17. Beans and rice (made with canned beans)
  18. Split pea soup
  19. Tortilla crust pizzas
  20. Pancakes
  21. Pasta salad with tuna and mayo
  22. Baked beans and weenies
  23. Chicken and dumplings
  24. Biscuits and gravy
  25. Breakfast burritos with eggs and whatever you have on hand

How to get your family on board with Cheap Eats

When you change your eating style dramatically, you generally need to have a conversation with your family members. I find you get fewer complaints when you discuss things as opposed to laying down the law. Here are some tips for talking to your kids about the family’s financial problems.

If you have picky eaters in the house this will be a bit more difficult. Try to find at least a handful of things your picky person will eat without complaint that fit into the Cheap Eats category. Here are some more tips on dealing with picky eaters.

Cheap Eats can be a real budget saver when it comes to food or when you’re trying to get through a tight spot. What are your favorite meals that cost less than a dollar a serving?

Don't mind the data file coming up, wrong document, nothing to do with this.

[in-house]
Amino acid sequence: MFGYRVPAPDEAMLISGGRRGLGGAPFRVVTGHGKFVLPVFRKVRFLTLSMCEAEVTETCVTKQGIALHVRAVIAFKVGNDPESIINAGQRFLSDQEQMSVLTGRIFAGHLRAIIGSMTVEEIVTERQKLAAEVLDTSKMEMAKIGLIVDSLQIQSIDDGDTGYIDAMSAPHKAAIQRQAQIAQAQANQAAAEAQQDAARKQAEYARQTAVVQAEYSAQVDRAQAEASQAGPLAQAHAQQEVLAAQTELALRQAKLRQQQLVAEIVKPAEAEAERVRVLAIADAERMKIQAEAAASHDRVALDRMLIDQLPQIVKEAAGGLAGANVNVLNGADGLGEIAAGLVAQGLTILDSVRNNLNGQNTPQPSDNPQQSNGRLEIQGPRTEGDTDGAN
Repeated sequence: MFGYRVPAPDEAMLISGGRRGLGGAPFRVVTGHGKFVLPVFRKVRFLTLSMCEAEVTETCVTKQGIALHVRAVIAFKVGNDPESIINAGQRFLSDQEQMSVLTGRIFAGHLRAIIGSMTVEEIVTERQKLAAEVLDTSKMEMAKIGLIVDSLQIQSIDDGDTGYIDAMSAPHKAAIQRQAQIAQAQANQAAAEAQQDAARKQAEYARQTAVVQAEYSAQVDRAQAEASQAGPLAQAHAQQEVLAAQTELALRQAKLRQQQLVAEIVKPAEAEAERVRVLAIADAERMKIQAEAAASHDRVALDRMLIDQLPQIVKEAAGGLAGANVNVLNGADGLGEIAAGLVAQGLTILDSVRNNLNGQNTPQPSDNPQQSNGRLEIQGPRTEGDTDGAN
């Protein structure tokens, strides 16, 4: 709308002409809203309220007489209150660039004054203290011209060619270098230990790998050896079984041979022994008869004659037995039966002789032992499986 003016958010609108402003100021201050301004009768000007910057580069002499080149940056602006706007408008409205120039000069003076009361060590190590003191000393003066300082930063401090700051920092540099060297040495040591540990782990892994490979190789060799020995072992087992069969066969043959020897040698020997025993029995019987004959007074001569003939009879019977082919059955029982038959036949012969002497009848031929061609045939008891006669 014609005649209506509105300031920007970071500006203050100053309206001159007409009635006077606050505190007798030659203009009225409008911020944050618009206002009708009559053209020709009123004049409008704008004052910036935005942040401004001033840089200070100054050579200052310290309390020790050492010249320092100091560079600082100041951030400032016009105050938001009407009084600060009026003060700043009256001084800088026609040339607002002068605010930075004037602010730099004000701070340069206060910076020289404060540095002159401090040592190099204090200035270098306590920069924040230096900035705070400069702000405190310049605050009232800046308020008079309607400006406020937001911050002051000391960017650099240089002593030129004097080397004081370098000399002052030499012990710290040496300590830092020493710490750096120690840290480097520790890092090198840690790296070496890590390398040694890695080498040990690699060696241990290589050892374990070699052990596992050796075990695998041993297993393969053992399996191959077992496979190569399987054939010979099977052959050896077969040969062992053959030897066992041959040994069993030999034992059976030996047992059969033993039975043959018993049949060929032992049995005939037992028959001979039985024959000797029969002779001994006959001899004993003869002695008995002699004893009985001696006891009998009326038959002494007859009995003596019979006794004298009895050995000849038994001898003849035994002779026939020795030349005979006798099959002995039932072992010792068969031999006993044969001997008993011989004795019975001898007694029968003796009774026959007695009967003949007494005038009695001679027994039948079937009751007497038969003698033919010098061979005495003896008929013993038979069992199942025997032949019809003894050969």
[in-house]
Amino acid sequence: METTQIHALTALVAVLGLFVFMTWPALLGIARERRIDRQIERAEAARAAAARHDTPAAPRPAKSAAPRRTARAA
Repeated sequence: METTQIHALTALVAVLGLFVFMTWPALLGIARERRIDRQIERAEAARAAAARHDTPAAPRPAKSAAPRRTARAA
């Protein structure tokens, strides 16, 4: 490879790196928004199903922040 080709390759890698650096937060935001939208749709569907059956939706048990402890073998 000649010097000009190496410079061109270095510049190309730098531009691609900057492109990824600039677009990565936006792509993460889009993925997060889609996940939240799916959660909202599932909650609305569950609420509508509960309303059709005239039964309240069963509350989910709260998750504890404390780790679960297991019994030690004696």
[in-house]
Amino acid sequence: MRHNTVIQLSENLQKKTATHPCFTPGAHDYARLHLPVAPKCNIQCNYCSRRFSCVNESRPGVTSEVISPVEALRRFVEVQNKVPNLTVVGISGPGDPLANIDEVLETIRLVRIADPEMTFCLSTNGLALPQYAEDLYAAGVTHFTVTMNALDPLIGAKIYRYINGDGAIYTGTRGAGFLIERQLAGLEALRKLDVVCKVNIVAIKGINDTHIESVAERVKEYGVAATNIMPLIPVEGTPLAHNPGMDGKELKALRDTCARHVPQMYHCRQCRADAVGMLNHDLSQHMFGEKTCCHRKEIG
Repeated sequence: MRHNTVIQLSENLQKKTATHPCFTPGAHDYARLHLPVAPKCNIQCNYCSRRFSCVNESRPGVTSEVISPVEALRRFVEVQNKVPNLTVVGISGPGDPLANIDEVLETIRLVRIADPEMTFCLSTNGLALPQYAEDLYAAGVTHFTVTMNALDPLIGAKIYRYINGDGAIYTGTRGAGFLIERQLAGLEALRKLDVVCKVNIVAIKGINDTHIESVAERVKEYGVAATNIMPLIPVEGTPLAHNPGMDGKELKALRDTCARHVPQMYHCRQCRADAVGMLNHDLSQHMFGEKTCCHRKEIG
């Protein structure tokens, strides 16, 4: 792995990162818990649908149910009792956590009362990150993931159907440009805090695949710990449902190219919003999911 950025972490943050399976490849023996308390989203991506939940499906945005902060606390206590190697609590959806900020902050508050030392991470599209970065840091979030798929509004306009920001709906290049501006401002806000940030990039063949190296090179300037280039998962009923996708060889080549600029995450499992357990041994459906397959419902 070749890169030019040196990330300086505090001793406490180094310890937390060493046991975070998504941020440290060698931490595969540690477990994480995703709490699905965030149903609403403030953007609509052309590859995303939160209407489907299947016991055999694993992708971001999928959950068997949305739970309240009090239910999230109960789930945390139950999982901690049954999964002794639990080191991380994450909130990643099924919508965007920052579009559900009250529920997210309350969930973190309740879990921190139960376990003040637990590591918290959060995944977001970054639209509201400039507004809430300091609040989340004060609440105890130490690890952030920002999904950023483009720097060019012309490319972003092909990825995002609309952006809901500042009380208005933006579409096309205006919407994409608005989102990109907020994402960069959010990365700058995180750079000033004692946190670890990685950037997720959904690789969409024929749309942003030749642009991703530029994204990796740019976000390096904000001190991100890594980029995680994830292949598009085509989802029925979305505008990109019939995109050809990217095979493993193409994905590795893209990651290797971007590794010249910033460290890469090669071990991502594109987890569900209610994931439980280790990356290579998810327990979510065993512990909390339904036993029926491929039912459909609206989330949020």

Cheap Eats: Stretch Your Budget with Thrifty $1 Meals
Daisy Luther

Daisy Luther

Daisy Luther is an author and blogger. She's the single mom of two daughters and credits extreme frugality and a good sense of humor for her debt-free lifestyle. She is the author of numerous books, the editor of, and is the founder of a small digital publishing company in the emergency preparedness niche.

43 thoughts on “Cheap Eats: Stretch Your Budget with Thrifty $1 Meals”

  1. Wow Daisy, between all these articles I feel like we are soulmates. Lots of our regular family meals are also “cheap eats”. that we dress up with leftover spices (cinnamon, molasses, fruit that is about to turn, drying out cheese, general dinner leftovers). Nothing goes to waste in our house. NOTHING! Brava to you! And thank you for your articles as it’s nice to know others who think like I do, plus I learn things!